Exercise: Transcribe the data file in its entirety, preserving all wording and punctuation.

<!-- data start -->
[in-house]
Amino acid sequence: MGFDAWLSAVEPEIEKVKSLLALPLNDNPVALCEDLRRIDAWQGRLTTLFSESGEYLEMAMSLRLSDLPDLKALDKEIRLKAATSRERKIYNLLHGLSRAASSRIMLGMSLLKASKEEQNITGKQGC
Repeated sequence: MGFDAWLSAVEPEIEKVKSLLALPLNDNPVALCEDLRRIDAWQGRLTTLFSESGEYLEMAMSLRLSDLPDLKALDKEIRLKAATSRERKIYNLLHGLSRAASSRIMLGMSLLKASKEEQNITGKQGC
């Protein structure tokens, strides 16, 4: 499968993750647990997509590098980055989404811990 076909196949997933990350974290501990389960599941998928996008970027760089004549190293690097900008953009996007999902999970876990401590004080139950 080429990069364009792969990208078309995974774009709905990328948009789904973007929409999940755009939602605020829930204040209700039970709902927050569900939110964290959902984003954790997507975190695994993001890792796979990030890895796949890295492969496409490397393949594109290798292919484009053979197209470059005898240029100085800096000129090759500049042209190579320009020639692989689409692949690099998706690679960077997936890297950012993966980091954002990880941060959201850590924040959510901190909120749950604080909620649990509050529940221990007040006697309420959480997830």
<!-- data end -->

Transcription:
[in-house]
Amino acid sequence: MGFDAWLSAVEPEIEKVKSLLALPLNDNPVALCEDLRRIDAWQGRLTTLFSESGEYLEMAMSLRLSDLPDLKALDKEIRLKAATSRERKIYNLLHGLSRAASSRIMLGMSLLKASKEEQNITGKQGC
Repeated sequence: MGFDAWLSAVEPEIEKVKSLLALPLNDNPVALCEDLRRIDAWQGRLTTLFSESGEYLEMAMSLRLSDLPDLKALDKEIRLKAATSRERKIYNLLHGLSRAASSRIMLGMSLLKASKEEQNITGKQGC
């Protein structure tokens, strides 16, 4: 499968993750647990997509590098980055989404811990 076909196949997933990350974290501990389960599941998928996008970027760089004549190293690097900008953009996007999902999970876990401590004080139950 080429990069364009792969990208078309995974774009709905990328948009789904973007929409999940755009939602605020829930204040209700039970709902927050569900939110964290959902984003954790997507975190695994993001890792796979990030890895796949890295492969496409490397393949594109290798292919484009053979197209470059005898240029100085800096000129090759500049042209190579320009020639692989689409692949690099998706690679960077997936890297950012993966980091954002990880941060959201850590924040959510901190909120749950604080909620649990509050529940221990007040006697309420959480997830």